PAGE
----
By Fergus Walsh
Medical correspondent, BBC News
Trials in children of a new TB vaccine are underway in South Africa.
Achanté, 2, is one of those who has been immunised
The experimental jab was developed by scientists at Oxford University, and I travelled to witness the trial first hand in Worcester, north of Cape Town.
In a large garden outside a small vaccine clinic, a group of boisterous two, three and four-year-olds is playing. Their mothers sit in the shade watching.
All these children are taking part in a vital stage of a vaccine trial.
They will be among the first children in the world to receive an experimental vaccine known as MVA85A.
There is already one TB vaccine - BCG. It is no longer routinely used in the UK, but is given at birth throughout the developing world.
The problem is that BCG is not very effective - a fact made plain when you consider that more than 1.5m people a year die still die from TB.
The aim of the new vaccine is that it should be used as a booster, in addition to BCG.
I watched as first one, then another child was injected. Karin Beukes breastfed her two-year-old daughter Achanté to comfort her, as the needle went in.
Simthembile,3, has received also the jab
She has good reason to volunteer her daughter.
"My former partner died from TB," she told me. "I had TB five years ago and was very sick -that's why I want Achanté to be protected."
The second child to be immunised was three-year-old Simthembile.
He didn't even blink as he was injected - the nurse said he deserved a lolly for being so good.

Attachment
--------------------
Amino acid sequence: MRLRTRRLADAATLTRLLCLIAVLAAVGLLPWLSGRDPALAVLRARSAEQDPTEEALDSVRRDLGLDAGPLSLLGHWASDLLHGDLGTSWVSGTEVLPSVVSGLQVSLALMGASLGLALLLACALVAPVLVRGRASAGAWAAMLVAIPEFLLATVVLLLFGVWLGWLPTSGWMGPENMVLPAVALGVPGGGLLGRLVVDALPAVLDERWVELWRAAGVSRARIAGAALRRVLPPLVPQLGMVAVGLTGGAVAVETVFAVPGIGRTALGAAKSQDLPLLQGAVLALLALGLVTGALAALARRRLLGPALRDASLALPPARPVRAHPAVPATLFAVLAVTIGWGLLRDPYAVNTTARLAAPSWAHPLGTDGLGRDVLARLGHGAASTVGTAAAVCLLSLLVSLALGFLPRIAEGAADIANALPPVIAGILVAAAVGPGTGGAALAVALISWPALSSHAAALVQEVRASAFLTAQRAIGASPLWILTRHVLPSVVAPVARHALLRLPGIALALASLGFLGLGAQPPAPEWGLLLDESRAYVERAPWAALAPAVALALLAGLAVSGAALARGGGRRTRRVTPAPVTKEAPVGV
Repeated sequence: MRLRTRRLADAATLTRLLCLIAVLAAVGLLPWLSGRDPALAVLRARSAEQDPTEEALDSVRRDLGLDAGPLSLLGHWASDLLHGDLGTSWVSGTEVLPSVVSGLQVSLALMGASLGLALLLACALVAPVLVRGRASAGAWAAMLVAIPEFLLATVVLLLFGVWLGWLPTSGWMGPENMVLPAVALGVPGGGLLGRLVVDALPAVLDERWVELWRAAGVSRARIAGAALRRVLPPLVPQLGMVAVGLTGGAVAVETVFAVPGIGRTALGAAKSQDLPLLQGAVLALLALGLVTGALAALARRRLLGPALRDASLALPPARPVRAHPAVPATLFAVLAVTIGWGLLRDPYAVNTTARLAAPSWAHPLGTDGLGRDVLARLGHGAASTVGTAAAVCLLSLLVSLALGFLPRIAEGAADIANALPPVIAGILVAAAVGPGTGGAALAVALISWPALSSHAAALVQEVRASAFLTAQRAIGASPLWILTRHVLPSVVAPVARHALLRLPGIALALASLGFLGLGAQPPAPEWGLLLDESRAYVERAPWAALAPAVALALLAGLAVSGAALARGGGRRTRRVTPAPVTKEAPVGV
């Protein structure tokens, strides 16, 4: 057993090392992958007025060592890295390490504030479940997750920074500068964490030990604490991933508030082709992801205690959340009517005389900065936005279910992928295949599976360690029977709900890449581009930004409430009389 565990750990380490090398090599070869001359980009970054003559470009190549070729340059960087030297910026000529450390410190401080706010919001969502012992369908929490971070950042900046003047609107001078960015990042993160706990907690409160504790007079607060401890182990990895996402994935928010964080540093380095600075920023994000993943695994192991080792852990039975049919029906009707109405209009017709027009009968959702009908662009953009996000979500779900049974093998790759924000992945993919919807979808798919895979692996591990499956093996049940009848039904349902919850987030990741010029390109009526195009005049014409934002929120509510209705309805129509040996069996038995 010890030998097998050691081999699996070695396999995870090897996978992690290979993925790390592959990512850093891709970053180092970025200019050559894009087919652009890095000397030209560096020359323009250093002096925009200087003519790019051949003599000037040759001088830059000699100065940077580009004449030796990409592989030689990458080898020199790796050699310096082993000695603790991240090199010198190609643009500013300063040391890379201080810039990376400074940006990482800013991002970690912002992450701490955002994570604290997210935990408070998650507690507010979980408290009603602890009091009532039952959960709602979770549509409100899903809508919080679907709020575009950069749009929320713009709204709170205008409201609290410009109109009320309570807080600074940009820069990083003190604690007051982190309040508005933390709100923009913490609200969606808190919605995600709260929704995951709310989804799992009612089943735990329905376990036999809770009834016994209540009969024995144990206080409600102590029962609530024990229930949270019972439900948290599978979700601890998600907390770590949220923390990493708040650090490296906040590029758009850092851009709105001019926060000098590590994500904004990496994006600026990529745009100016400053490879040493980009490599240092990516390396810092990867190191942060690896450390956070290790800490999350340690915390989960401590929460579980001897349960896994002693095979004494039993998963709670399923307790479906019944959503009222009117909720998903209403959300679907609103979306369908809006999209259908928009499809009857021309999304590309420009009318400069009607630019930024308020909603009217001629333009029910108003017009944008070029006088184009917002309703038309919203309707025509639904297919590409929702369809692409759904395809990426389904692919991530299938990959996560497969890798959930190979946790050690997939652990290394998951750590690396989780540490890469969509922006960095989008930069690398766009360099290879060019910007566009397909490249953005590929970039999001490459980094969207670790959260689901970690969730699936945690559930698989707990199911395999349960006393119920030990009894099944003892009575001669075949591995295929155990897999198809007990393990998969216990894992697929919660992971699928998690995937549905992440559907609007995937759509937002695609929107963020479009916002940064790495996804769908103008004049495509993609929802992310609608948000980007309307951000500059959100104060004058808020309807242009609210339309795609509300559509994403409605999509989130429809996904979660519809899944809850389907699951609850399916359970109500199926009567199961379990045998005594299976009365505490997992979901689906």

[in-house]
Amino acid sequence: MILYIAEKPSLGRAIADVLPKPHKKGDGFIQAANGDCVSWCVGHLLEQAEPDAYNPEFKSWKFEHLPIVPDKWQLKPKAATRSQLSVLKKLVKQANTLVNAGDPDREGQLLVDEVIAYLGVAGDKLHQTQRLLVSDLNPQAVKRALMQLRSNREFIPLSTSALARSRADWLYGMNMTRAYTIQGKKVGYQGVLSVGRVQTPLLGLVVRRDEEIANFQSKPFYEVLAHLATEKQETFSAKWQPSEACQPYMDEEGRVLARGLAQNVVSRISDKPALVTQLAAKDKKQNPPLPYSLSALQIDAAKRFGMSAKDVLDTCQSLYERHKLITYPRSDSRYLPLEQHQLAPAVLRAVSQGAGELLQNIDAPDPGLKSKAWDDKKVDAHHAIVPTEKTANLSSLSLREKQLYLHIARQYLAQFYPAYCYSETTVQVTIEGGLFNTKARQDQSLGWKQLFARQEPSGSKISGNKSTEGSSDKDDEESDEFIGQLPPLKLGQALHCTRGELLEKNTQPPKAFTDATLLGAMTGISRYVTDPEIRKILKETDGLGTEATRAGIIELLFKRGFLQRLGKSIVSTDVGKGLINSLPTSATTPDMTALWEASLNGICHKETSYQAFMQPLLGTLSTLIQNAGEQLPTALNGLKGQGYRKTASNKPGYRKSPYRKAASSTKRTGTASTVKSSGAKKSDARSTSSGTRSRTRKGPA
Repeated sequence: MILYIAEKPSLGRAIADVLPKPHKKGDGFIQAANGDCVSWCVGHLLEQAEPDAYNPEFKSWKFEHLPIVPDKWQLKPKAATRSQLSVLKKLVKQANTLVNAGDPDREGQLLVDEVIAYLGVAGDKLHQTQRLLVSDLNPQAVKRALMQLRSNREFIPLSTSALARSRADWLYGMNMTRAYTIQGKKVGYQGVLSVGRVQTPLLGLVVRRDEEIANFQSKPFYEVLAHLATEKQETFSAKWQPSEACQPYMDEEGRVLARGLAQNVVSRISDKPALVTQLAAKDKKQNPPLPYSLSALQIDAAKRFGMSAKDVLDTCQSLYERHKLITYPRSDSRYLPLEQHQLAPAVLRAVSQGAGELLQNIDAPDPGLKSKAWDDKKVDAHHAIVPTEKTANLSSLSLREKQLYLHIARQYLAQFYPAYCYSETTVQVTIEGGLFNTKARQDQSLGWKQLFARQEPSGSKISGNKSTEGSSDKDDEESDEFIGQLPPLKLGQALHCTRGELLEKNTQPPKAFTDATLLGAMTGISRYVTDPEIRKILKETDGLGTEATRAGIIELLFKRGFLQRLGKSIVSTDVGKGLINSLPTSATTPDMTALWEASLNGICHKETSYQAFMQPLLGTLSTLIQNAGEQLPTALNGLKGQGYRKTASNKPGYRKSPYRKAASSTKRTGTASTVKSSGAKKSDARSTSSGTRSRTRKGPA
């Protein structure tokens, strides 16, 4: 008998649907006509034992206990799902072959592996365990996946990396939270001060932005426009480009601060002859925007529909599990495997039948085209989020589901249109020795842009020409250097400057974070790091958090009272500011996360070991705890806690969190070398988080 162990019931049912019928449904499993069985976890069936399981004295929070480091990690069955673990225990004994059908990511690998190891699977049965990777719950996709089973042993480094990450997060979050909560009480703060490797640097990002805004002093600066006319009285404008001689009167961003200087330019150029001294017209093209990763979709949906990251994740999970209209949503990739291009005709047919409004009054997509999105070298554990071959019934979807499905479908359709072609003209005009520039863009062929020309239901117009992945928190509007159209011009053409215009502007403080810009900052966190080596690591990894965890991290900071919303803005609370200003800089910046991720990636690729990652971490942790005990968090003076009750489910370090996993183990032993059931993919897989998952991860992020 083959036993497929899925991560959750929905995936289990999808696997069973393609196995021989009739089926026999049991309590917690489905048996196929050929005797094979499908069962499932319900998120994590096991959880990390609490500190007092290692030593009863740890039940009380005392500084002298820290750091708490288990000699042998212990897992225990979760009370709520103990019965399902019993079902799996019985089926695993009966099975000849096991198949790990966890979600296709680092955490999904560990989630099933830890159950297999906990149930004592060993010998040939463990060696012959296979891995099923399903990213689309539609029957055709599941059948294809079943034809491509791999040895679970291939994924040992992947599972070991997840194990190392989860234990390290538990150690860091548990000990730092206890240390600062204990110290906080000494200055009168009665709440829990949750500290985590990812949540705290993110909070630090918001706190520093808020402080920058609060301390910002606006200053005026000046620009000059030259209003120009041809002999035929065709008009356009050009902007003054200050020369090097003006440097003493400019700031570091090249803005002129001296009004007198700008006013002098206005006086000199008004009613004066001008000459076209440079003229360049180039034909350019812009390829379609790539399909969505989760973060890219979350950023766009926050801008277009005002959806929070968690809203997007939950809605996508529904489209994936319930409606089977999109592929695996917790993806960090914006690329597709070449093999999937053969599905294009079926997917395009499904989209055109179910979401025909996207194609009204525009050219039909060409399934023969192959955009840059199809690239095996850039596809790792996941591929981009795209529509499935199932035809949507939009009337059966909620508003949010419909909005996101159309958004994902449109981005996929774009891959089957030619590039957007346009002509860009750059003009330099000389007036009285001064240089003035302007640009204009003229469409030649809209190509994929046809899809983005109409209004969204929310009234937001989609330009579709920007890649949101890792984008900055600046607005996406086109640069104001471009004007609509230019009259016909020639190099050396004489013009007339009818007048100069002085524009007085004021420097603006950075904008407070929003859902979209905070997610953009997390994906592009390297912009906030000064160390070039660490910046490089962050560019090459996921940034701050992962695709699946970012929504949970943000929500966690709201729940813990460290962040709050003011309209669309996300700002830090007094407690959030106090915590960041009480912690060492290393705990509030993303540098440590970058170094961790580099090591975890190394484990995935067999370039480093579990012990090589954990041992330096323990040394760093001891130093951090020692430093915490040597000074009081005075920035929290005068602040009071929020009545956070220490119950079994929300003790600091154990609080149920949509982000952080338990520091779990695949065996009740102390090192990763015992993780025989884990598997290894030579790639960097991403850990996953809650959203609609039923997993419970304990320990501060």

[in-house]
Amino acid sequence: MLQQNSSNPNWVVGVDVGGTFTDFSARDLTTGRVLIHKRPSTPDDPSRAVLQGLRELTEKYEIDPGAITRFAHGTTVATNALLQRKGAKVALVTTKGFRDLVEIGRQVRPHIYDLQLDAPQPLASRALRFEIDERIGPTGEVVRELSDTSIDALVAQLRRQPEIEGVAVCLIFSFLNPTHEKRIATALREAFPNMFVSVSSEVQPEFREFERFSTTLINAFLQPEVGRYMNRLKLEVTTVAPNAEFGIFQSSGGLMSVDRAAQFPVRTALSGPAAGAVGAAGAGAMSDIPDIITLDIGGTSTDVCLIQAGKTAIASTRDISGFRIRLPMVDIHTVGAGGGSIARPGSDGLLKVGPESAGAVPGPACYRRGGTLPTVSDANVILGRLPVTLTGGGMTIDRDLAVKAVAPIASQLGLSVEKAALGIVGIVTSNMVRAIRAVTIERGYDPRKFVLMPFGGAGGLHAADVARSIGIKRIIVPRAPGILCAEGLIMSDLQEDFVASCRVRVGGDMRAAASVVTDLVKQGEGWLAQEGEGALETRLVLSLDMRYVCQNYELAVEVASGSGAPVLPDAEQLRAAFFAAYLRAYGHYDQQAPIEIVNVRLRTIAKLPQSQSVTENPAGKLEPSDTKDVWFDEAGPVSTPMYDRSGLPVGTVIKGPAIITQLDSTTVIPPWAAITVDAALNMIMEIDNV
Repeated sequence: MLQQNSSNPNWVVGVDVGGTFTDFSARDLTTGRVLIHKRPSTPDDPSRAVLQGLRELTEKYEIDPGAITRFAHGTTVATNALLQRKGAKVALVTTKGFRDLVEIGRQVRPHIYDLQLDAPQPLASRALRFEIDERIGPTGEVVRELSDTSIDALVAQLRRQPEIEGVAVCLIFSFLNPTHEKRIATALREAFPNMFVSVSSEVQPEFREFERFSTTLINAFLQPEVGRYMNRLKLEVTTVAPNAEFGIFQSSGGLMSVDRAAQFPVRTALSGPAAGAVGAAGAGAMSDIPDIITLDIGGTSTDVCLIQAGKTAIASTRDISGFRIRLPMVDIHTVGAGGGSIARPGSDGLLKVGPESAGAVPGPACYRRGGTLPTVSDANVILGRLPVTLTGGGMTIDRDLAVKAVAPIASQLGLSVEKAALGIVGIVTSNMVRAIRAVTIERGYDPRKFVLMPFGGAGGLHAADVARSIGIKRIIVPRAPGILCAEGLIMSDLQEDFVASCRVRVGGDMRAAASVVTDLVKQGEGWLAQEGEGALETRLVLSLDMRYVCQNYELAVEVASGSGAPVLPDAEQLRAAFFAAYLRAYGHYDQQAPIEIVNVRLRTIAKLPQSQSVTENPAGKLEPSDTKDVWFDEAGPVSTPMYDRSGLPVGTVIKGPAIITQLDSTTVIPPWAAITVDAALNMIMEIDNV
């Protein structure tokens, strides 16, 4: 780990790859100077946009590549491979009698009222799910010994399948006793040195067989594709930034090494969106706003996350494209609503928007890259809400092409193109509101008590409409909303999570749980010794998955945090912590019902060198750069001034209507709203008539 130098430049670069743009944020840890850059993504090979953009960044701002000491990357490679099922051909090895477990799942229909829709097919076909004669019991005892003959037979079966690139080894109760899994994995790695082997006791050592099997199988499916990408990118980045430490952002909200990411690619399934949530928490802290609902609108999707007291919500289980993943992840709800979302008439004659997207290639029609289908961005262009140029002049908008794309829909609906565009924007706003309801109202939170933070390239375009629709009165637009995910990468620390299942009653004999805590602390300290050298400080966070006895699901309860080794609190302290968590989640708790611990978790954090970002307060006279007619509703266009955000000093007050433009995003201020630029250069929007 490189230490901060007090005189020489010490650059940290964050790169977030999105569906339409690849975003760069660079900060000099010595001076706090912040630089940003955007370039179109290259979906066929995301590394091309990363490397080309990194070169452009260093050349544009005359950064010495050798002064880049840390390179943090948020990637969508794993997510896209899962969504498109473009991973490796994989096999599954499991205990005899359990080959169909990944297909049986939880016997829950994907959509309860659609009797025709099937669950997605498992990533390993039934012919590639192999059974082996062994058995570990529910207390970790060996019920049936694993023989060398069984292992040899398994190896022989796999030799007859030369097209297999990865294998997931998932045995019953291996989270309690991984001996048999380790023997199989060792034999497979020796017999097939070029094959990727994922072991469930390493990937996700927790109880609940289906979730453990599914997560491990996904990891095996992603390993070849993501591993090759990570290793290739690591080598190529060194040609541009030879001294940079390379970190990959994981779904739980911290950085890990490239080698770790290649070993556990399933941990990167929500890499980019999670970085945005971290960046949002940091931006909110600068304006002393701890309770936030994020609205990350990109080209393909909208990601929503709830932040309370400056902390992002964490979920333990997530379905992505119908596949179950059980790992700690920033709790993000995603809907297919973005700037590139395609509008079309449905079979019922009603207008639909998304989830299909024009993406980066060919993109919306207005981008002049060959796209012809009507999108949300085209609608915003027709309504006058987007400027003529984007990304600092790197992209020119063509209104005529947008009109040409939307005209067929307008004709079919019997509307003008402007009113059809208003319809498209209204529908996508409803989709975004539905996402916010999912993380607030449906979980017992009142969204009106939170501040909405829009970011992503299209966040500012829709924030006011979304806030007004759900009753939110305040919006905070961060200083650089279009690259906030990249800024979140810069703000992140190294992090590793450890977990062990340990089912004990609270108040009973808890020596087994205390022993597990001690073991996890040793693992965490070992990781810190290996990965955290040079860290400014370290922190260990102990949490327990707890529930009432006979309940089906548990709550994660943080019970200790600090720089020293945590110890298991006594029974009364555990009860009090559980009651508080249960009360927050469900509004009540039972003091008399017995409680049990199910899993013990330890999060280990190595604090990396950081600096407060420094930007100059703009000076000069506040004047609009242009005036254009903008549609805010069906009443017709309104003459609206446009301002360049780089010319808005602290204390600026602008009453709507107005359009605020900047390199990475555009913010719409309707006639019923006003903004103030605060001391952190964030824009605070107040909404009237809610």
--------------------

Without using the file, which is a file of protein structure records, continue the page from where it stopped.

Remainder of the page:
Later I went home with him and his mother.
They live in a makeshift house in Mandela - an informal settlement in Worcester.
The small houses are single storey shacks, part wood, part mud bricks and corrugated iron.
Densely crowded with several people sleeping per room, these homes make ideal conditions for the spread of the bacterial disease.
Huge potential impact
The vaccine is also being tested on adults with HIV.
TB is the leading cause of death among people with HIV in South Africa.
One of the volunteers, Nandipa, told me she knew several people with HIV who had died of TB.
The vaccine was not developed in the research labs of a large pharmaceutical company.
Rather it is the brainchild of a scientist at Oxford University.
Dr Helen McShane, who is funded by the Wellcome Trust, says an effective new vaccine would have a huge impact throughout the world.
"It would reduce mortality and morbidity from this disease - obvioulsy in the developing world where the need is greatest," she said.
"But it would also be of use in areas of Europe and indeed the UK where BCG is routinely given because the prevalence of TB is so high."
Developing any new vaccine is a lengthy process.
Infected sputum samples help scientists develop the vaccine
Human testing of the new TB vaccine started six years ago, but there are still another eight years of trials needed before it could be licensed.
Most of the trials to date have been to assess safety and scientists are confident that it does no harm.
Furthermore, they know that it induces a significant immune response - stimulating T-cells - exactly what they hope an effective vaccine would do.
But the proof of concept trial will not begin until next year.
If that is successful the vaccine will go into what's called a phase three trial involving perhaps 8,000 participants.
A licence might come in 2015 - but there is no guarantee that it will be successful.
After decades of inactivity when the world seemed to have turned its back on the disease, there are five other novel TB vaccines being developed.
None is as far advanced as MVA85A, but we'll have to wait a number of years before we know which, if any, is ultimately successful.